Tuesday, October 30, 2007

Human Rights Torch Relay Appeals to Tournament of Roses Association over Beijing Olympic Float

Newswire Services - October 29, 2007 - A coalition of human rights groups held a news conference on Thursday in front of the Tournament of Roses headquarters asking the association to deny China's presentation of an Olympic float in the forthcoming Tournament of Roses Parade. In the letter, the coalition recommends the Tournament of Roses include the Human Rights Torch relay (humanrightstorch.org) in the Rose Parade and emphasized their position that Beijing should not be allowed to present an Olympic float in the Rose Parade. Such a float will legitimize Beijing’s wanton disregard of the Olympic spirit and ethical values, they said, and will divert attention from its unfulfilled promise to the International Olympics Committee that it will improve human rights conditions in China before the 2008 Olympics Games. The following letter was delivered to the chairman of Tournament of Roses Association by a Pasadena police officer:

Dear Chairman C.L. Keedy and Board of the Tournament of Roses Association:

We, a coalition of human rights groups, re-emphasize our position that Beijing should not be allowed to present an Olympic float in the Rose Parade. Such a float will legitimize Beijing’s wanton disregard of the Olympic spirit and ethical values, and will divert attention from its unfulfilled promise to the International Olympics Committee that it will improve human rights conditions in China before the 2008 Olympics Games.

The Beijing Olympic Games is the only Olympics awarded to a host based on that host’s promise of human rights improvement. Since the Chinese regime made that promise in 2001, China’s human rights condition has deteriorated to the point that it permits the harvesting vital organs from live victims. Furthermore, China has supported repressive regimes such as Sudan, North Korea, and Burma, plunging people there to horrendous human rights conditions.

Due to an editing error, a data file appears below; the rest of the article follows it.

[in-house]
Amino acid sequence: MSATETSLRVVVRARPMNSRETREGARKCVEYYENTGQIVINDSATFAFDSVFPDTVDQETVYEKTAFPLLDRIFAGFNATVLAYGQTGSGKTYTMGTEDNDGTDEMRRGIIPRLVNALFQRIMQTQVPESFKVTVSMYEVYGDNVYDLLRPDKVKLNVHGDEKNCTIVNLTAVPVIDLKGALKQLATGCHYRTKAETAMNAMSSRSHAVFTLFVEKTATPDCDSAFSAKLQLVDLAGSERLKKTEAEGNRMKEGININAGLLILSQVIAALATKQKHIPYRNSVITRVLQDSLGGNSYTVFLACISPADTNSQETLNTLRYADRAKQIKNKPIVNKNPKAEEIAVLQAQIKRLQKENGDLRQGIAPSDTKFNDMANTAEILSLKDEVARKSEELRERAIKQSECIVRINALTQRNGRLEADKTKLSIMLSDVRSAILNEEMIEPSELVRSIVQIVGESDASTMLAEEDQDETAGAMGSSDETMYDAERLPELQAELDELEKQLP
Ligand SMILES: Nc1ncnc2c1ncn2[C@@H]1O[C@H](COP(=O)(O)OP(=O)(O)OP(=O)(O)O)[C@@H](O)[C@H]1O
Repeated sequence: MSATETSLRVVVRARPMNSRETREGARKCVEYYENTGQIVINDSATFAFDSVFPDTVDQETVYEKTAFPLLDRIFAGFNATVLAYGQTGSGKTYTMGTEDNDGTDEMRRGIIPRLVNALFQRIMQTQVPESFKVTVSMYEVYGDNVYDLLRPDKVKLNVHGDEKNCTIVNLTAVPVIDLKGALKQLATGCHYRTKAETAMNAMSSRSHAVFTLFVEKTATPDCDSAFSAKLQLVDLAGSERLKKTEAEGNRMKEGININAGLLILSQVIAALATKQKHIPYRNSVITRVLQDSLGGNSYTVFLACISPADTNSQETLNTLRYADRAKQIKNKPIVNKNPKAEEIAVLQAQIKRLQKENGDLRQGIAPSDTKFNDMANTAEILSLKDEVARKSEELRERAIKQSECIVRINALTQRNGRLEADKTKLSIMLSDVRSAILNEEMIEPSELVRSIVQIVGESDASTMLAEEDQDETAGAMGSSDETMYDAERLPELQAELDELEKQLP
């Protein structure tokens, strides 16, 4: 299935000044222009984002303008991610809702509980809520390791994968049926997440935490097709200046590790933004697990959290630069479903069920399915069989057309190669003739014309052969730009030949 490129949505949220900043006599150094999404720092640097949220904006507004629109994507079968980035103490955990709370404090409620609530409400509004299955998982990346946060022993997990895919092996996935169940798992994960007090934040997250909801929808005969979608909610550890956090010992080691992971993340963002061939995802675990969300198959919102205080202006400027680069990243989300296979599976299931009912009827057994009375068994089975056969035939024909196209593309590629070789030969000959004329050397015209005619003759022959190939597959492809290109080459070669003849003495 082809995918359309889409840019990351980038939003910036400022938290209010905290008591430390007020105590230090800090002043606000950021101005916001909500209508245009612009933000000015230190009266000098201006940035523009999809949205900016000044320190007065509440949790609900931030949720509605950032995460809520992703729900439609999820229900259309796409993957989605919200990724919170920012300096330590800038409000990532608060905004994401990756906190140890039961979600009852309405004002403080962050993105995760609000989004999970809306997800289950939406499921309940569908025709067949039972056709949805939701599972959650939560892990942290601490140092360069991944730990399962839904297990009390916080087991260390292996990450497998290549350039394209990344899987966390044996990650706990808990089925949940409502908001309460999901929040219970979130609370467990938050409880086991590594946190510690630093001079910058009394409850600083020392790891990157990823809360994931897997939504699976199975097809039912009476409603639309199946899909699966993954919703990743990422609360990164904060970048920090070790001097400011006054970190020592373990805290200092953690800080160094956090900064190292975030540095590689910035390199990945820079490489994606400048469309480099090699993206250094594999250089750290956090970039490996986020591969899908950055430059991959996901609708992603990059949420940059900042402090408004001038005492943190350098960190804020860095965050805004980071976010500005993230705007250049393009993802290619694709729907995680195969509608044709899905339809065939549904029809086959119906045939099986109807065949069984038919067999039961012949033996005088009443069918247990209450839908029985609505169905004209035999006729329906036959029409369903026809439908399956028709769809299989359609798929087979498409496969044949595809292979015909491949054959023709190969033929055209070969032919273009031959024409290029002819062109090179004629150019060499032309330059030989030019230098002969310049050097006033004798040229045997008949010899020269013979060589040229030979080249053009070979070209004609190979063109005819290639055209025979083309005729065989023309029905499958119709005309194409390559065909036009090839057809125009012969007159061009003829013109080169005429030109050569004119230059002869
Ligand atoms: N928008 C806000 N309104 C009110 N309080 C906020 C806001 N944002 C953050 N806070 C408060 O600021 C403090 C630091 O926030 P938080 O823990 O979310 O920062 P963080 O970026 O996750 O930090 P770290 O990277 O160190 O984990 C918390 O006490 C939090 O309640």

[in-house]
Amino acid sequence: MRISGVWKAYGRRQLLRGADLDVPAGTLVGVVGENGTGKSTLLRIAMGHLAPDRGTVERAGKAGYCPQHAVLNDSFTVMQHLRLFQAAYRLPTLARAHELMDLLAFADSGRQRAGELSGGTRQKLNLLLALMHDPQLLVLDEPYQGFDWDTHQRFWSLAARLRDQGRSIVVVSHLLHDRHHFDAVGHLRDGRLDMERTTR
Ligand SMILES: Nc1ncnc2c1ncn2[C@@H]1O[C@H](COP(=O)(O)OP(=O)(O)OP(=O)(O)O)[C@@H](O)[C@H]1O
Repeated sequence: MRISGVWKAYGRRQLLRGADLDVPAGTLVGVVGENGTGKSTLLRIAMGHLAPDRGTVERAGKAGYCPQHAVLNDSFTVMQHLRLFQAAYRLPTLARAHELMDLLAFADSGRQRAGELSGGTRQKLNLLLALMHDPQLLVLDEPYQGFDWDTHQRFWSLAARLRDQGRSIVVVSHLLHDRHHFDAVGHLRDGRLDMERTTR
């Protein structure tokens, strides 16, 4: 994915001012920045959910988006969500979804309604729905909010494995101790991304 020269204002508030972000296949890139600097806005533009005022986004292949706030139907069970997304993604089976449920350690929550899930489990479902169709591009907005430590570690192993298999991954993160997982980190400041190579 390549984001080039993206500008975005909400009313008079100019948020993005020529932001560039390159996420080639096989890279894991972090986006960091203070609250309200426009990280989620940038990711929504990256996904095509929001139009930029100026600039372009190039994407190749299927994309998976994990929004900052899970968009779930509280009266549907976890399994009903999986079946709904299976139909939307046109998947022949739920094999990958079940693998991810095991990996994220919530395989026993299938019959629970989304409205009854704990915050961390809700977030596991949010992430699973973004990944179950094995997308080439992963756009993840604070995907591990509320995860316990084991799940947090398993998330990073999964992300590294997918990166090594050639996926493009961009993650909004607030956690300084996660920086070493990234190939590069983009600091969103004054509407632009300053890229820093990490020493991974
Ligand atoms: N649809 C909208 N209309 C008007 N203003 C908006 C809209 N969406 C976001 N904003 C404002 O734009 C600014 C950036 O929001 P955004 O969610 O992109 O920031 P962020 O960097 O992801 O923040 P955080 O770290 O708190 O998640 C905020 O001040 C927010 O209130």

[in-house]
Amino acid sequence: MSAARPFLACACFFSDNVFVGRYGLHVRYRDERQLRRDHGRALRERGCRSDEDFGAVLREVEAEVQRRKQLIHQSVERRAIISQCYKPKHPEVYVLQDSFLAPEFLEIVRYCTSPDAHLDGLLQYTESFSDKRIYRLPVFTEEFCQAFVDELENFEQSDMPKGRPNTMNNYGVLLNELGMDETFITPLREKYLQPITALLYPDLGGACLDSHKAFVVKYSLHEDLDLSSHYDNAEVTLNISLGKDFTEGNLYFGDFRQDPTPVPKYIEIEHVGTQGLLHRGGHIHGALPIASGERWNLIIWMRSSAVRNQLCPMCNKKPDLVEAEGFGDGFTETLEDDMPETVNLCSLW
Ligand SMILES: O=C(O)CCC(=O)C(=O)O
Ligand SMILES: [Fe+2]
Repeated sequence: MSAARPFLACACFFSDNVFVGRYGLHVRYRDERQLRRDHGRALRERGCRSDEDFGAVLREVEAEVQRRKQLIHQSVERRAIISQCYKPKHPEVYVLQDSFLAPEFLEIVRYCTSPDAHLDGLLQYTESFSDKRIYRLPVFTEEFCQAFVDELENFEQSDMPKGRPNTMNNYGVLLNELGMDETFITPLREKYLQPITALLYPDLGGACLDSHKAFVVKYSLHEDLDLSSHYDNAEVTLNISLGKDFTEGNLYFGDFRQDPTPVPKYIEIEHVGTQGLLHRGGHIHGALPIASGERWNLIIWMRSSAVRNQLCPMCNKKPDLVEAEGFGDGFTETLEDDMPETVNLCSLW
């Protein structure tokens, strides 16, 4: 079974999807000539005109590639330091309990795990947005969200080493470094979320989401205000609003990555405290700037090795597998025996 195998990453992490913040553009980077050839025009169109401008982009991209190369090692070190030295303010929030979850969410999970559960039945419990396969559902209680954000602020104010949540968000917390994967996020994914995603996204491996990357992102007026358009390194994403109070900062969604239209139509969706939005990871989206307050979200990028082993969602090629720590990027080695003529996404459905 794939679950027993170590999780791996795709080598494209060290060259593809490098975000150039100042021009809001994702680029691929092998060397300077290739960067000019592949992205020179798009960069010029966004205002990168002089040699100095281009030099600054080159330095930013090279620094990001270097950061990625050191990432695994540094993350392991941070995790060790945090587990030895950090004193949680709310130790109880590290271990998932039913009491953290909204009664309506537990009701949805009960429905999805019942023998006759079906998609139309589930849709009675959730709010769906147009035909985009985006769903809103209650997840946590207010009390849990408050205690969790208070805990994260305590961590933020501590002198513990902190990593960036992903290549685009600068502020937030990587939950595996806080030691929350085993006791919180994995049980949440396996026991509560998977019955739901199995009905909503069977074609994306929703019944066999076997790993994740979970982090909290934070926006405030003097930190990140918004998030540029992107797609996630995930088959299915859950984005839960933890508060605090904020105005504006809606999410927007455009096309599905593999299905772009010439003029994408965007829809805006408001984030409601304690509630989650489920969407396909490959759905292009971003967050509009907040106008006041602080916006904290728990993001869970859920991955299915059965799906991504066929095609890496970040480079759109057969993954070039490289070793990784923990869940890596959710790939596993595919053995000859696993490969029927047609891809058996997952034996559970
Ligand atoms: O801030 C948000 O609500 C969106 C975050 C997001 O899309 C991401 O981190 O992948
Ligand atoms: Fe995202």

The Olympic Charter proclaims that the "goal of Olympism is to place sport at the service of the harmonious development of man, with a view to promoting a peaceful society concerned with the preservation of human dignity," and that any "form of discrimination with regard to a country or a person on grounds of race, religion, politics, gender or otherwise is incompatible with belonging to the Olympic Movement." The Beijing Olympics Games, however, represents just the opposite of those principles, and like the 1936 Nazi Olympics, is an Olympics of Shame. The 2008 Olympics will be not a celebration of but rather a mockery of the Olympics spirit.

As a true celebration of humanity, we recommend that the Human Rights Torch be included in the Rose Parade. Starting from Athens, the Human Rights Torch relay has now been carried by citizens through 30 European countries. Presently, the torch is in Great Britain and it is expected that the torch will arrive in Pasadena in time for the 2008 Rose Parade.

Former president of the Czech Republic, Mr. Vaclav Havel, stated on Sept. 5, 2007 that "I support the human rights torch activity, I think this is the hope of our world. The Chinese Communist Party (CCP) put huge investments and prepared lots of Olympics projects to cover its persecution of human rights. CCP didn't fulfill the commitment made in the process of Olympic application, that is to improve China's human rights. Hence, it is extremely necessary to make the CCP obey with this promise now."

Torch carrier Pelle Pettersson, Swedish Olympic medalist in sailing, 1964 and 1972, stated, "When one hears about how serious the situation is in China, and there is a possibility to influence the Chinese authorities through activities like this so that the lives of the people can improve, I will definitely support it."

If the Tournament of Roses is to permit the Beijing Olympics float, we urge you to include the Human Rights Torch as a reminder that the PRC government has yet to keep the promises it made to the IOC.

Thank you.


OLYMPIC WATCH: Human Rights in China and Beijing 2008

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